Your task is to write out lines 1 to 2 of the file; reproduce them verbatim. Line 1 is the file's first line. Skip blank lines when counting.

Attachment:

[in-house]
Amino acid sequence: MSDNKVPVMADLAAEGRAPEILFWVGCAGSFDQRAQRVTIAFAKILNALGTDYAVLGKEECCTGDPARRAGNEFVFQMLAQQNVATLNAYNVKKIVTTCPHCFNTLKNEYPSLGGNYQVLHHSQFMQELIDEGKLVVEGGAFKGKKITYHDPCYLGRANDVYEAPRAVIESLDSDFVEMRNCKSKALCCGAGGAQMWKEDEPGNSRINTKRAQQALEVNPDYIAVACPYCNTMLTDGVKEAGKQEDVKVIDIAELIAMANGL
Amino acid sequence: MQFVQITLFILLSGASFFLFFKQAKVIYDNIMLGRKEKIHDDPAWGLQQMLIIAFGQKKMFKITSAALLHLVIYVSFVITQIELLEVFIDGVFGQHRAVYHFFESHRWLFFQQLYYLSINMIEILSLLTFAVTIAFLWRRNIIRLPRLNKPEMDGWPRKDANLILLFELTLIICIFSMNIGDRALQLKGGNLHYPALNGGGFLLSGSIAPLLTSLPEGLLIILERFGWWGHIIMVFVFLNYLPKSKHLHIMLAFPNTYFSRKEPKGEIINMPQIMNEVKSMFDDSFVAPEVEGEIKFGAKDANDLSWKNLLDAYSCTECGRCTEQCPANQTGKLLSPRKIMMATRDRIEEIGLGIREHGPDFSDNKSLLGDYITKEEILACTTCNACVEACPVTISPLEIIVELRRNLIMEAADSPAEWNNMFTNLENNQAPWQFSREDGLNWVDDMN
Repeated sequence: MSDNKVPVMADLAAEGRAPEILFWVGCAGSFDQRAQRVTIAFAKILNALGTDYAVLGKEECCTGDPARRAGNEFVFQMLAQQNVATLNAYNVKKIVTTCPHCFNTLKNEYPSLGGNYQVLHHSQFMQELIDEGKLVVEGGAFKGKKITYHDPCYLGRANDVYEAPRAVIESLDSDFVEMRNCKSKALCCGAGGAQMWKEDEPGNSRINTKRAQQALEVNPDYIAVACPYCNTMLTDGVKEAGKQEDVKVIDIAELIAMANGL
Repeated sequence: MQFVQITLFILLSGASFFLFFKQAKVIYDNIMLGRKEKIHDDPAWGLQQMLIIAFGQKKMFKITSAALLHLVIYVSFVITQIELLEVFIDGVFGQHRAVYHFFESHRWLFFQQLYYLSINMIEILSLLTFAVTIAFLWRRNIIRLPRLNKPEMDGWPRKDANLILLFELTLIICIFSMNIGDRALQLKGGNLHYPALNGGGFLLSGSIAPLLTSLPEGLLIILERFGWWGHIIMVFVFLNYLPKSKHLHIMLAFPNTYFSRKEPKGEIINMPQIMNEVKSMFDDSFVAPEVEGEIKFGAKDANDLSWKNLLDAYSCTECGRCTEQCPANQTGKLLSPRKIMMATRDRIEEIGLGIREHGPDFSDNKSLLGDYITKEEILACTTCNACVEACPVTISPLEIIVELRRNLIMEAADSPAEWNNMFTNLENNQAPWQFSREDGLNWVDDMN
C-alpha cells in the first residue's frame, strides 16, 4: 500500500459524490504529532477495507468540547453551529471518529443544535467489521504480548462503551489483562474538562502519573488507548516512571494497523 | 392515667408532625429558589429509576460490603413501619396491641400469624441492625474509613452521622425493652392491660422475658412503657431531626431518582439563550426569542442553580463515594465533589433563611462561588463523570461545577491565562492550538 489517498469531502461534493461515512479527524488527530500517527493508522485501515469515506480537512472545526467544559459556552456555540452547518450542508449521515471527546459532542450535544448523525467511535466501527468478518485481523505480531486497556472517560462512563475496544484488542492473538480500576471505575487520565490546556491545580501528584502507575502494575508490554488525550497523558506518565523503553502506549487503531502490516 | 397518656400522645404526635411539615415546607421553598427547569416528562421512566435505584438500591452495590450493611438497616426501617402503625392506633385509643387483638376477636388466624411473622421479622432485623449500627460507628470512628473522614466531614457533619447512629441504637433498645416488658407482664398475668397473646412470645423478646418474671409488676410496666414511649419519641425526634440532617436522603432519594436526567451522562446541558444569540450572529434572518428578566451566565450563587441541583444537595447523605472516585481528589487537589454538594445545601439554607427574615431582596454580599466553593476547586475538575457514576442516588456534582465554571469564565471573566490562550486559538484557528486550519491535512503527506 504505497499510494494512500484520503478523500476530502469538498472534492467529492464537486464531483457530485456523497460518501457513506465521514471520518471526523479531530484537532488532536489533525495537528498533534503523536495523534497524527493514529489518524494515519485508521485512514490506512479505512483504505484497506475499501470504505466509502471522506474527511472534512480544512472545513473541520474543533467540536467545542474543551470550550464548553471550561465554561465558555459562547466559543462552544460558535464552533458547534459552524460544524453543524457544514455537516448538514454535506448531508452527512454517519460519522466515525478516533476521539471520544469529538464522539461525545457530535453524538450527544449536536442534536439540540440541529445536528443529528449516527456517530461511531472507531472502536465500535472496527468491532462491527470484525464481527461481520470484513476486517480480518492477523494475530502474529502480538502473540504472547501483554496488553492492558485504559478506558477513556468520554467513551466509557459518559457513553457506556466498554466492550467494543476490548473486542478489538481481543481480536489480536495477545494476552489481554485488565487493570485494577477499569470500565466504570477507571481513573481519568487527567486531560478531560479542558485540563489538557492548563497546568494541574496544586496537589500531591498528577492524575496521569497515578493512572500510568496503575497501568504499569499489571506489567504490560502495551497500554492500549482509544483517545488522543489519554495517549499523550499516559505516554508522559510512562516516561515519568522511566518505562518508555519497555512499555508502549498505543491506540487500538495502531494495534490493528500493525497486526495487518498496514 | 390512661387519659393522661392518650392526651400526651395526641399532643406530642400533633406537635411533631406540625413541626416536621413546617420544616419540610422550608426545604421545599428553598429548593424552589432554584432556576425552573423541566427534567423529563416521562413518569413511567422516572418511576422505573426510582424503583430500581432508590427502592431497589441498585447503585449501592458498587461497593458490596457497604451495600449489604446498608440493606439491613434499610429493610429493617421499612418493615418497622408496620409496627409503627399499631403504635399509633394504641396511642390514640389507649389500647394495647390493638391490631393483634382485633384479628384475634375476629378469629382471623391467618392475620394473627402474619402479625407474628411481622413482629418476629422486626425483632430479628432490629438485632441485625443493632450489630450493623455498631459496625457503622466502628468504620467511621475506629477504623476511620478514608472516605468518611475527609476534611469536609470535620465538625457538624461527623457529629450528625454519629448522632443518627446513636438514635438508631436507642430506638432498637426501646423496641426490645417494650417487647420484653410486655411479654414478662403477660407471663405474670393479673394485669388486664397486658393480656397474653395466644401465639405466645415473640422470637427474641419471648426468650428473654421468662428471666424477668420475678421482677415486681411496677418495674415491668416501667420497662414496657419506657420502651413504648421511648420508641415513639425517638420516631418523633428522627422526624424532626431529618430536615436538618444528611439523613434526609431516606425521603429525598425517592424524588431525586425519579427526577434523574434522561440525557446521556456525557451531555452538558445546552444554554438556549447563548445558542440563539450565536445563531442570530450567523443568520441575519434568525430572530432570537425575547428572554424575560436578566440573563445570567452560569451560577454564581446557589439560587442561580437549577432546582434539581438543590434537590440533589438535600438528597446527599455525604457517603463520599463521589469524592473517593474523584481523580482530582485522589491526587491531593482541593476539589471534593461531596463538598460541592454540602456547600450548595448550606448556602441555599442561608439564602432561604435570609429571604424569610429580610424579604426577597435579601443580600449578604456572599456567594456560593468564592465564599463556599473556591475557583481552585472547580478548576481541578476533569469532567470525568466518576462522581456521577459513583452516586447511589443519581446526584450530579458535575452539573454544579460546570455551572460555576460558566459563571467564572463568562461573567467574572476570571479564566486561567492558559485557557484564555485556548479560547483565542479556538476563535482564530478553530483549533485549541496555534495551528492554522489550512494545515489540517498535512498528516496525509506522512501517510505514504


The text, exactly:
[in-house]
Amino acid sequence: MSDNKVPVMADLAAEGRAPEILFWVGCAGSFDQRAQRVTIAFAKILNALGTDYAVLGKEECCTGDPARRAGNEFVFQMLAQQNVATLNAYNVKKIVTTCPHCFNTLKNEYPSLGGNYQVLHHSQFMQELIDEGKLVVEGGAFKGKKITYHDPCYLGRANDVYEAPRAVIESLDSDFVEMRNCKSKALCCGAGGAQMWKEDEPGNSRINTKRAQQALEVNPDYIAVACPYCNTMLTDGVKEAGKQEDVKVIDIAELIAMANGL